Posted 6/17/2013 12:00 am
Updated 6 months ago
Boyette was executive director of the Arkansas Industrial Development Commission (now the Arkansas Economic Development Commission) from 1993 to 1997. He went on to become the deputy commissioner for economic development for the Georgia Department of Industry, Trade & Tourism, eventually forming his own economic development consulting company, Boyette Strategic Advisors, and returning to Arkansas.
Q: What does Boyette Strategic Advisors do? Who are your clients, either generally or specifically?
A: BSA offers strategic thinking, combined with creativity and flexibility, to provide solutions for a wide range of clients, including companies, communities, organizations, educational institutions and government agencies. Our clients include the Knoxville-Oak Ridge Innovation Valley; the states of Alabama, Florida and Kentucky; and the Tennessee Valley Authority. BSA has also worked with several economic development organizations in Arkansas.
How does your work with your clients differ from the job you had two decades ago as director of the Arkansas Economic Development Commission? How have the expectations of businesses changed?
When I was appointed executive director of AEDC, I was an economic development practitioner and 36. During the last 20 years, I’ve had the opportunity to expand on my experience by leading a national practice area at a “Big Four” firm in Atlanta and have a deeper understanding of what’s most important to business and industry as they make investment decisions. I think expectations of businesses have changed across the board, from concerns about short- and long-term costs to changing workforce needs. However, the area of sustainability may represent the most significant change in corporate expectations and direction. BSA is the first economic development firm in the country to “connect the dots” as it relates to sustainability and economic development.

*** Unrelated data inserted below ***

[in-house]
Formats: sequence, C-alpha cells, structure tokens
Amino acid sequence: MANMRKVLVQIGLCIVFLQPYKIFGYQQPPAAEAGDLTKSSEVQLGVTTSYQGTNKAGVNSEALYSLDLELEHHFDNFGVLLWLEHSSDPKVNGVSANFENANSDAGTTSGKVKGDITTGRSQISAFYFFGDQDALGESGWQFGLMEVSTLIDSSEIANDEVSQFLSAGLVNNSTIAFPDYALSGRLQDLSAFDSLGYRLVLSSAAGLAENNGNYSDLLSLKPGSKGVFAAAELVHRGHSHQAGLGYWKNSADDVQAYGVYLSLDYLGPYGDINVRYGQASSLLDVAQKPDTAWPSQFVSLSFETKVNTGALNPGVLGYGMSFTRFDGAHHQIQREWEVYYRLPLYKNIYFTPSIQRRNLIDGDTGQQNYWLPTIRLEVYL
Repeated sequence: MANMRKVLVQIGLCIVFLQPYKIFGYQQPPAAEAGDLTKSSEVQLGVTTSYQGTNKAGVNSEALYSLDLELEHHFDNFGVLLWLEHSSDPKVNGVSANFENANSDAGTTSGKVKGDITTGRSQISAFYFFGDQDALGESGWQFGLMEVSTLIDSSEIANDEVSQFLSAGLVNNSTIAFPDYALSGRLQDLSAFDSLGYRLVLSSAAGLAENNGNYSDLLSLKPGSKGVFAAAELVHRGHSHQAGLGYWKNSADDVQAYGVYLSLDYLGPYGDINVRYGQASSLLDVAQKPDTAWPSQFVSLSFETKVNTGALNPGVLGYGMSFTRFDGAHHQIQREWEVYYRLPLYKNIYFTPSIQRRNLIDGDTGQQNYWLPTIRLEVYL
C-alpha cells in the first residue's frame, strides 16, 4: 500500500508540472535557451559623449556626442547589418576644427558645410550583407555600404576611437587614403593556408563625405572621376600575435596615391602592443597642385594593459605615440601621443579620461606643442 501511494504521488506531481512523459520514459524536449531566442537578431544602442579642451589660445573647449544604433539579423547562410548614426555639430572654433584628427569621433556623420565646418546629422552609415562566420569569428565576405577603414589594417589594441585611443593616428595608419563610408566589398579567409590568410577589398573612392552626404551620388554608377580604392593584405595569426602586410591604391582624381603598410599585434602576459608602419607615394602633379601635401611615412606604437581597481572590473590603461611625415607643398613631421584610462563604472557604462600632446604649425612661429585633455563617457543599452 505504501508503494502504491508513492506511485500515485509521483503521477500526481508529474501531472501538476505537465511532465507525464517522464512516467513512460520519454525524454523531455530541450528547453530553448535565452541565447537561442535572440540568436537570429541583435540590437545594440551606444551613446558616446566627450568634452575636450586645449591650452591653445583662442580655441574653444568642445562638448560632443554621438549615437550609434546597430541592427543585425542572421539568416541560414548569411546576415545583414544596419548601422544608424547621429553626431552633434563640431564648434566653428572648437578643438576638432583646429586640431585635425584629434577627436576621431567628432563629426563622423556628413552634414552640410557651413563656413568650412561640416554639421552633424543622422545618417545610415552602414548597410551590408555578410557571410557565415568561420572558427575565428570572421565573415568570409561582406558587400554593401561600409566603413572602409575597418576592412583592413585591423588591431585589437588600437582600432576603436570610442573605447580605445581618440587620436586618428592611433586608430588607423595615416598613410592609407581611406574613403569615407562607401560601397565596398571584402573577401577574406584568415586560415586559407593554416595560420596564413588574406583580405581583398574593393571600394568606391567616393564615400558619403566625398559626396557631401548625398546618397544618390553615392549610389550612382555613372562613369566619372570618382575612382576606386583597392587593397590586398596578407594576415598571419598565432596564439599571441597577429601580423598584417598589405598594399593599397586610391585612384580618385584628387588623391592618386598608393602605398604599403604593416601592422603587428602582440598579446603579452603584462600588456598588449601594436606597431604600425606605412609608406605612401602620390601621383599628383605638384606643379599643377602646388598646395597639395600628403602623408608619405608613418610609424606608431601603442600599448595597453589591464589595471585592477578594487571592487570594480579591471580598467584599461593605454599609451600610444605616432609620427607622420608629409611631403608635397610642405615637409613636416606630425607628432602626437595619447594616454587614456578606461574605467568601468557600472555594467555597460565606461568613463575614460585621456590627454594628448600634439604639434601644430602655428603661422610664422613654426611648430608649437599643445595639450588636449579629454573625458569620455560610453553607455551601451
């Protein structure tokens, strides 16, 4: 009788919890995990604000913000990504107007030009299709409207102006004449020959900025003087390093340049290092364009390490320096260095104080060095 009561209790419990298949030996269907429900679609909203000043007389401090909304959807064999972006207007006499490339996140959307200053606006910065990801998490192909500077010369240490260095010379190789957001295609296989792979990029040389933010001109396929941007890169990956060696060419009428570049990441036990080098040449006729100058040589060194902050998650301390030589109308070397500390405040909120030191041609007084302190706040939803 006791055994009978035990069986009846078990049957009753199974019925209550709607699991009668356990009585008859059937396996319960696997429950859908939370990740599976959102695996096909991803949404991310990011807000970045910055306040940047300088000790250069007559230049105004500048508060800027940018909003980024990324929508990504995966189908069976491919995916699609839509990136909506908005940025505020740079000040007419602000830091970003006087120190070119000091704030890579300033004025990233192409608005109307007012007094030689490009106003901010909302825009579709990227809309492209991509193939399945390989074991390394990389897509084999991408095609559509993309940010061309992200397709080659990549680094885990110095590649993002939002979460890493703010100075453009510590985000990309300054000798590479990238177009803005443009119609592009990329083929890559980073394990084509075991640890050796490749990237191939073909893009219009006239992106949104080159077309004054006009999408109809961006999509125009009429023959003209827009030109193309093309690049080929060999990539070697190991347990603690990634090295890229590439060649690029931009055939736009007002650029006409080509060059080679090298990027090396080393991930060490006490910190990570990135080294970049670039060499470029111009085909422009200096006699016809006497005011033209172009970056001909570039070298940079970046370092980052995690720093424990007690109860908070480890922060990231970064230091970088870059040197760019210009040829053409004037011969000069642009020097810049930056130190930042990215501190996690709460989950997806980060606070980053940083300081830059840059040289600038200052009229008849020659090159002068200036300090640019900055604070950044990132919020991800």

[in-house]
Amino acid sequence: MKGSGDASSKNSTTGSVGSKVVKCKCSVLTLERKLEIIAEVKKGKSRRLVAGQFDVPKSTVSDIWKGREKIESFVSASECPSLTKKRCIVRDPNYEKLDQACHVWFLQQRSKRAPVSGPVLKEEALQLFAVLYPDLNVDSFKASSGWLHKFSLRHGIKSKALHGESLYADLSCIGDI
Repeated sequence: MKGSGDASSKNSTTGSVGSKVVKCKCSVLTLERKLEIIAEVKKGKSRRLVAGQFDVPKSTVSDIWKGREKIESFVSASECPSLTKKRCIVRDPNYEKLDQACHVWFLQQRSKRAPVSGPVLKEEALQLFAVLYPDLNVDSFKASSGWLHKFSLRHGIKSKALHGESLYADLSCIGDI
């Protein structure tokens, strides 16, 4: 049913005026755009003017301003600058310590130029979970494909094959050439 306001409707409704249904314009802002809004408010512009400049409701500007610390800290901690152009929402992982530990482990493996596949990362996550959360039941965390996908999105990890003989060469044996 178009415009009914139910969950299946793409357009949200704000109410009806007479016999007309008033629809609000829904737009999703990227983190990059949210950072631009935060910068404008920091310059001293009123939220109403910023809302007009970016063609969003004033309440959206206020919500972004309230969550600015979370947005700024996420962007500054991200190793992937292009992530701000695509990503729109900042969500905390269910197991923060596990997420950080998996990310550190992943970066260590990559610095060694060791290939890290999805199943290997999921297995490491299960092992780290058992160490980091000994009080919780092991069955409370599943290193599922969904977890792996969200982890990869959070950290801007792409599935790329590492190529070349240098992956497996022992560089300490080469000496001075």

What do you think Arkansas is doing right when it comes to industrial and economic development?
Gov. Beebe has, from day one, pursued a holistic approach to economic development. His goal has been to win the right projects for Arkansas, not just compete for those projects. I happen to be the person who suggested the Quick Action Closing Fund to him back during the 2006 campaign, believing that Arkansas had to make a bold step to be competitive. The governor took the idea and ran with it. As a result, we’ve seen Arkansas compete for and win projects when we otherwise would not be competitive.
What could Arkansas be doing better?
I think our economic development marketing efforts need to be enhanced. Arkansas has a unique and very good story to tell. However, the economic development marketing budget has been the same for more than 20 years. Think about the changes in marketing tools and tactics that are available today compared with 20 years ago.
What are the biggest challenges the state has when it comes to economic development? What are Arkansas’ biggest assets?
Arkansas’ greatest assets are companies like Wal-Mart, Stephens, Acxiom, Tyson and J.B. Hunt that began here, stayed here, grew here and have committed to be an integral part of Arkansas’ success. Term limits may be among our biggest challenges, not just from an economic development perspective, but in terms of governing our state. The continual turnover in our elected leaders has a tremendous impact on the overall understanding of economic development, with a lack of institutional knowledge that may put us at a disadvantage.
(What would have Boyette done differently since 1994? See Del Boyette Offers 3 Wishes as Advice for Path to Success.)